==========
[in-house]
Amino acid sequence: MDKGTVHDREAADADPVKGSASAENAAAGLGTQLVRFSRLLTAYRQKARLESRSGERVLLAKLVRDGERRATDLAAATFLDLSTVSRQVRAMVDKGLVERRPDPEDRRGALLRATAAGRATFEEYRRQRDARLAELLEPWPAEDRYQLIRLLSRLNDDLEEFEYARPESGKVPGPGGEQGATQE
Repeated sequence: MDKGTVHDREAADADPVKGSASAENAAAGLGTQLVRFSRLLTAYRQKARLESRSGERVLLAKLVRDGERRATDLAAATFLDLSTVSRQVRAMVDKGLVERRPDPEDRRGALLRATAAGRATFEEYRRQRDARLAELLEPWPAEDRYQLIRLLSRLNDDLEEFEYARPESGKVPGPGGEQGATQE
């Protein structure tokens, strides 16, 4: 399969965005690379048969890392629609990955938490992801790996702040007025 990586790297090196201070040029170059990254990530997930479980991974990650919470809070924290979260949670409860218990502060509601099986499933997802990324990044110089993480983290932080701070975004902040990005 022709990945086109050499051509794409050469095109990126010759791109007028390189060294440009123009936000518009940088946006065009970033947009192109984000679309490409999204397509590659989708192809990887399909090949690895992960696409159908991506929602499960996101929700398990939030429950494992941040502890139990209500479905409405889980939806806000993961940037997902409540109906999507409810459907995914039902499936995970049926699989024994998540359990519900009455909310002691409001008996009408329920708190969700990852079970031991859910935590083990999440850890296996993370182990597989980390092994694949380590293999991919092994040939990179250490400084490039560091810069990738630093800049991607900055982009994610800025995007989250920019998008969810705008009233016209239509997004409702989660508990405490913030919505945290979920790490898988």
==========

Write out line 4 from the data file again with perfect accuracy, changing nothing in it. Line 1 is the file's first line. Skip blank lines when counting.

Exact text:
């Protein structure tokens, strides 16, 4: 399969965005690379048969890392629609990955938490992801790996702040007025 990586790297090196201070040029170059990254990530997930479980991974990650919470809070924290979260949670409860218990502060509601099986499933997802990324990044110089993480983290932080701070975004902040990005 022709990945086109050499051509794409050469095109990126010759791109007028390189060294440009123009936000518009940088946006065009970033947009192109984000679309490409999204397509590659989708192809990887399909090949690895992960696409159908991506929602499960996101929700398990939030429950494992941040502890139990209500479905409405889980939806806000993961940037997902409540109906999507409810459907995914039902499936995970049926699989024994998540359990519900009455909310002691409001008996009408329920708190969700990852079970031991859910935590083990999440850890296996993370182990597989980390092994694949380590293999991919092994040939990179250490400084490039560091810069990738630093800049991607900055982009994610800025995007989250920019998008969810705008009233016209239509997004409702989660508990405490913030919505945290979920790490898988």